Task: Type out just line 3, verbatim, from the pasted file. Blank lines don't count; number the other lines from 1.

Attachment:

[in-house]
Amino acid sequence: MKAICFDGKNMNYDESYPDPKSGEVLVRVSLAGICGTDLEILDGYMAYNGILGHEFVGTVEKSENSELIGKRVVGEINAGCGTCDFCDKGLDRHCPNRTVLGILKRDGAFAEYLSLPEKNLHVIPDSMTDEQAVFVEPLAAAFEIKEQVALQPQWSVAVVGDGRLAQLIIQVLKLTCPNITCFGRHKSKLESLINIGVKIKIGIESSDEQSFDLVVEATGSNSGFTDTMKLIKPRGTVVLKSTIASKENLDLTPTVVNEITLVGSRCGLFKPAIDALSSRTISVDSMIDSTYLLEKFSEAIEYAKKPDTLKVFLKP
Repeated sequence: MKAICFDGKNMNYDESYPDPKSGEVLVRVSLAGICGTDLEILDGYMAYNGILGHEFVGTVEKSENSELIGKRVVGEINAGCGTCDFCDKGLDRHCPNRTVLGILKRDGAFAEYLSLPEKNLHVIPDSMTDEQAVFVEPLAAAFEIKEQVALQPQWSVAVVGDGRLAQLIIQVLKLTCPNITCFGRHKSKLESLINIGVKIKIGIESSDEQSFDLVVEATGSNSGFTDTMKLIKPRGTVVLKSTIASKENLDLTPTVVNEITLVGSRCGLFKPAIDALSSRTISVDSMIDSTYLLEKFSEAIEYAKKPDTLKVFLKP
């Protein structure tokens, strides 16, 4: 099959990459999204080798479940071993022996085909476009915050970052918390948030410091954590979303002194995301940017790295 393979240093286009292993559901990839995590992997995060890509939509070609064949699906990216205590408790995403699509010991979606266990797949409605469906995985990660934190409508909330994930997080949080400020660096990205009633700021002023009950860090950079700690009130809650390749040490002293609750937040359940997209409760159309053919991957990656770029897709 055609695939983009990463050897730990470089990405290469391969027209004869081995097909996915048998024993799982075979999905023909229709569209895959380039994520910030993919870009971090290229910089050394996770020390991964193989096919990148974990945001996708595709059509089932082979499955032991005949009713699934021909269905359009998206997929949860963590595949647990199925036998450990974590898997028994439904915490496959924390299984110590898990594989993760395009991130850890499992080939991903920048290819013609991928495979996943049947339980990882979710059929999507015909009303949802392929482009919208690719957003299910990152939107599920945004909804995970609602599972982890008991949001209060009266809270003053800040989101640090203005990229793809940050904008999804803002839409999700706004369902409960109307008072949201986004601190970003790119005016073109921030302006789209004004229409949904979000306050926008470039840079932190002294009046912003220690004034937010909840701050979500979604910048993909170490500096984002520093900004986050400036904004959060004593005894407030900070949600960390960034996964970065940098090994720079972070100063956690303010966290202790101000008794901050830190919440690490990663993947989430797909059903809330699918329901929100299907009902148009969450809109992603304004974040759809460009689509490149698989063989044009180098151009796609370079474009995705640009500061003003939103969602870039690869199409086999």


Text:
Repeated sequence: MKAICFDGKNMNYDESYPDPKSGEVLVRVSLAGICGTDLEILDGYMAYNGILGHEFVGTVEKSENSELIGKRVVGEINAGCGTCDFCDKGLDRHCPNRTVLGILKRDGAFAEYLSLPEKNLHVIPDSMTDEQAVFVEPLAAAFEIKEQVALQPQWSVAVVGDGRLAQLIIQVLKLTCPNITCFGRHKSKLESLINIGVKIKIGIESSDEQSFDLVVEATGSNSGFTDTMKLIKPRGTVVLKSTIASKENLDLTPTVVNEITLVGSRCGLFKPAIDALSSRTISVDSMIDSTYLLEKFSEAIEYAKKPDTLKVFLKP